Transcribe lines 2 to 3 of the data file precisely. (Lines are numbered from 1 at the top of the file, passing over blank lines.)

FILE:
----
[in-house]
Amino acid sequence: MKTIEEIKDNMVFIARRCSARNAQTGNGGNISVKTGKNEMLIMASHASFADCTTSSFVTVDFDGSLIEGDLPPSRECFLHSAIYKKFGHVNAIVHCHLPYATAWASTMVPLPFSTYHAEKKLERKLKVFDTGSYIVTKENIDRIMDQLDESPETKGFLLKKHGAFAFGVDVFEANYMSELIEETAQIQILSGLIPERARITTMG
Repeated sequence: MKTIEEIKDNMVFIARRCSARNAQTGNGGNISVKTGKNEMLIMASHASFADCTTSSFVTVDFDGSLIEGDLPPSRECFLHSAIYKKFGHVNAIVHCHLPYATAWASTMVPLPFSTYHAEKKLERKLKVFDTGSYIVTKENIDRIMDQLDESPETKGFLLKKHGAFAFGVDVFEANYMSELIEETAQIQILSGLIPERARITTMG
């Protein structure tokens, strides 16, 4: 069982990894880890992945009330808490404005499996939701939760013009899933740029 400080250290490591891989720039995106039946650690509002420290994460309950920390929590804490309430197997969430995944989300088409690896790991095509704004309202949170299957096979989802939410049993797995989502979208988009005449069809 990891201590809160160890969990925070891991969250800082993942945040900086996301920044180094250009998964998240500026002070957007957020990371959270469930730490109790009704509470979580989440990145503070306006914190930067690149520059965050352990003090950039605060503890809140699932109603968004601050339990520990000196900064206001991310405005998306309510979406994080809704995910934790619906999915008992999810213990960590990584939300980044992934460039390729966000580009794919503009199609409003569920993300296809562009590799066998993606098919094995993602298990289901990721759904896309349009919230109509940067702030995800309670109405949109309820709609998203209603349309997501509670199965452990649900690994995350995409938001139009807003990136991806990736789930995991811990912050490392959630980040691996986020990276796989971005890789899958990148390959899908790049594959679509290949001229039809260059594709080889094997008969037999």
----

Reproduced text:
Amino acid sequence: MKTIEEIKDNMVFIARRCSARNAQTGNGGNISVKTGKNEMLIMASHASFADCTTSSFVTVDFDGSLIEGDLPPSRECFLHSAIYKKFGHVNAIVHCHLPYATAWASTMVPLPFSTYHAEKKLERKLKVFDTGSYIVTKENIDRIMDQLDESPETKGFLLKKHGAFAFGVDVFEANYMSELIEETAQIQILSGLIPERARITTMG
Repeated sequence: MKTIEEIKDNMVFIARRCSARNAQTGNGGNISVKTGKNEMLIMASHASFADCTTSSFVTVDFDGSLIEGDLPPSRECFLHSAIYKKFGHVNAIVHCHLPYATAWASTMVPLPFSTYHAEKKLERKLKVFDTGSYIVTKENIDRIMDQLDESPETKGFLLKKHGAFAFGVDVFEANYMSELIEETAQIQILSGLIPERARITTMG